By Doug Macron
Alnylam Pharmaceuticals and the other co-defendants embroiled in an RNAi-related intellectual property lawsuit have requested that the case be dismissed, alleging that the plaintiff, the University of Utah, has not demonstrated how one of its researchers participated in developing the technology covered by the patents at issue.
Specifically, the university has neither established that investigator Brenda Bass conceived of every step of every claim within the patents, nor has it proven that she had any formal collaboration with the inventors listed on the patents, the defendants stated.
“Because [the University of] Utah does not, and cannot, make these essential allegations, [the suit] should be dismissed with prejudice,” they told the court hearing the case.
The legal row began almost one year ago when the University of Utah sued Alnylam, the University of Massachusetts, the Max Planck Institute, and the Massachusetts Institute of Technology for allegedly failing to list Bass as an inventor on the so-called Tuschl-II patents (GSN 3/31/2011).
The IP is named for Alnylam co-founder and former Max Planck researcher Thomas Tuschl. It claims siRNAs, between 21 to 23 nucleotides long, and with 2- to 3-nucleotide-long 3' overhangs, that can target specific mRNA degradation in mammals. A related IP family, known as Tuschl-I, covers the same constructs, but without the overhangs.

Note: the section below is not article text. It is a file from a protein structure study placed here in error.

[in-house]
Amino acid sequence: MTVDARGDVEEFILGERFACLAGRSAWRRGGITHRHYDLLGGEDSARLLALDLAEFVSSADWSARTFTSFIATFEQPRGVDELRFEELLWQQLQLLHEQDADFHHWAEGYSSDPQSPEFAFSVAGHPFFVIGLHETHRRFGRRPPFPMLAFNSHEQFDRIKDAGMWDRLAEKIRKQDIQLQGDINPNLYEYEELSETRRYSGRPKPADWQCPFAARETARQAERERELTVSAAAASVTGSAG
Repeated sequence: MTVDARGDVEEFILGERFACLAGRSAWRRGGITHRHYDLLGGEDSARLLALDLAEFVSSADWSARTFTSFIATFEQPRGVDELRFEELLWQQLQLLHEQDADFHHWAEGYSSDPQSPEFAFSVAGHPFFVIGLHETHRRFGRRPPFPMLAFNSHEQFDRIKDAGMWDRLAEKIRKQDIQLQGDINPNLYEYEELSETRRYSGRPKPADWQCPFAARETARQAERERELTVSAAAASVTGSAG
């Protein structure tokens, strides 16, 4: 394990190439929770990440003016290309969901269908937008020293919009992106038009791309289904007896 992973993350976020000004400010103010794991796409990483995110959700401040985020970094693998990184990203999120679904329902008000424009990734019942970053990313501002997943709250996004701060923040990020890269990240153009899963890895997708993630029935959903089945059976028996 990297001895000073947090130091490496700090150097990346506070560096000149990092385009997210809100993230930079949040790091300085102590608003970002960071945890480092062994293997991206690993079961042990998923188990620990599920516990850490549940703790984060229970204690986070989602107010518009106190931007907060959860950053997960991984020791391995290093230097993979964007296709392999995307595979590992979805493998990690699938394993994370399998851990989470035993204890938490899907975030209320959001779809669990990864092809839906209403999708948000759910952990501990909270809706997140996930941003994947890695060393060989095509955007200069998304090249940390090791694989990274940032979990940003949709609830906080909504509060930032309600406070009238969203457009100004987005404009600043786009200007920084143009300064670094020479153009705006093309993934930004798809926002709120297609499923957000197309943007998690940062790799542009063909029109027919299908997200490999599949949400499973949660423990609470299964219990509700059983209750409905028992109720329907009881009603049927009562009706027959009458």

According to the University of Utah, Bass made important discoveries contained within the Tuschl-II patents and patent applications, including that the C. elegans gene K12H4.8 produces the Dicer enzyme required to cleave long double-stranded RNA into siRNA with 3' overhangs.
Bass “conceived the inventions of all the issued claims of Tuschl-II and at least some pending claims of Tuschl-I well before any date asserted by the currently named inventors,” according to the suit, which further states that she also “reduced her inventions to practice well before any date asserted” by the inventors of the two IP estates.
Notably, the university alleges that certain of the listed Tuschl-II inventors were made aware of Bass' discoveries after seeing her presentations and speaking with her directly at scientific conferences, and by reading one of her peer-reviewed publications.
Still, Bass is not included on any of the Tuschl-II filings, the suit charges. The university is seeking, among other things, that she be listed as either the sole inventor or joint inventor on the IP.
Last year, UMass managed to extricate itself from the situation, arguing to the court that it and the University of Utah are considered US states under law and therefore any litigation between them can only be decided by the Supreme Court (GSN 11/3/2011).
Rather than press for a showdown in front of the nation's highest court, in December the University of Utah dropped UMass from its complaint (GSN 12/8/2011).
Now the other defendants are looking to put the lawsuit to rest entirely, asking the court to dismiss the case because the University of Utah has not stated a valid claim upon which to sue.